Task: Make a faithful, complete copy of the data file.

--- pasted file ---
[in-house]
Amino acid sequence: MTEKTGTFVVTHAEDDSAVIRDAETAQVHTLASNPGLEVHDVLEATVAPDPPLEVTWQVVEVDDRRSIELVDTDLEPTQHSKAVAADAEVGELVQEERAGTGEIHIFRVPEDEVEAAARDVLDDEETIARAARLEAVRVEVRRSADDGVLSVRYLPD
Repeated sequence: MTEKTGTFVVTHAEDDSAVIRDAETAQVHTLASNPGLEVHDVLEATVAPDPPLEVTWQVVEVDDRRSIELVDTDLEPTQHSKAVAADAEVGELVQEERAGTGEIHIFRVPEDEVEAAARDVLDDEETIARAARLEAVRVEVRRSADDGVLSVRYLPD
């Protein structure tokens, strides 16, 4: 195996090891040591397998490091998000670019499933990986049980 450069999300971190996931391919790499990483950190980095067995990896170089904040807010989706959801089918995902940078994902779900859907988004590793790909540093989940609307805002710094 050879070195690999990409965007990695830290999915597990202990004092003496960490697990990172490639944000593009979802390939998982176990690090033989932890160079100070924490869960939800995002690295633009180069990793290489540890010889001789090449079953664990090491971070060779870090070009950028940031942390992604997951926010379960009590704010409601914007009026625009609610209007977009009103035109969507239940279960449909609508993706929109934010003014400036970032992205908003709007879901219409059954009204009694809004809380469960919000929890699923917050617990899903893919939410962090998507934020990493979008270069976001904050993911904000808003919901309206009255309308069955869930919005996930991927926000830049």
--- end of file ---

[in-house]
Amino acid sequence: MTEKTGTFVVTHAEDDSAVIRDAETAQVHTLASNPGLEVHDVLEATVAPDPPLEVTWQVVEVDDRRSIELVDTDLEPTQHSKAVAADAEVGELVQEERAGTGEIHIFRVPEDEVEAAARDVLDDEETIARAARLEAVRVEVRRSADDGVLSVRYLPD
Repeated sequence: MTEKTGTFVVTHAEDDSAVIRDAETAQVHTLASNPGLEVHDVLEATVAPDPPLEVTWQVVEVDDRRSIELVDTDLEPTQHSKAVAADAEVGELVQEERAGTGEIHIFRVPEDEVEAAARDVLDDEETIARAARLEAVRVEVRRSADDGVLSVRYLPD
């Protein structure tokens, strides 16, 4: 195996090891040591397998490091998000670019499933990986049980 450069999300971190996931391919790499990483950190980095067995990896170089904040807010989706959801089918995902940078994902779900859907988004590793790909540093989940609307805002710094 050879070195690999990409965007990695830290999915597990202990004092003496960490697990990172490639944000593009979802390939998982176990690090033989932890160079100070924490869960939800995002690295633009180069990793290489540890010889001789090449079953664990090491971070060779870090070009950028940031942390992604997951926010379960009590704010409601914007009026625009609610209007977009009103035109969507239940279960449909609508993706929109934010003014400036970032992205908003709007879901219409059954009204009694809004809380469960919000929890699923917050617990899903893919939410962090998507934020990493979008270069976001904050993911904000808003919901309206009255309308069955869930919005996930991927926000830049």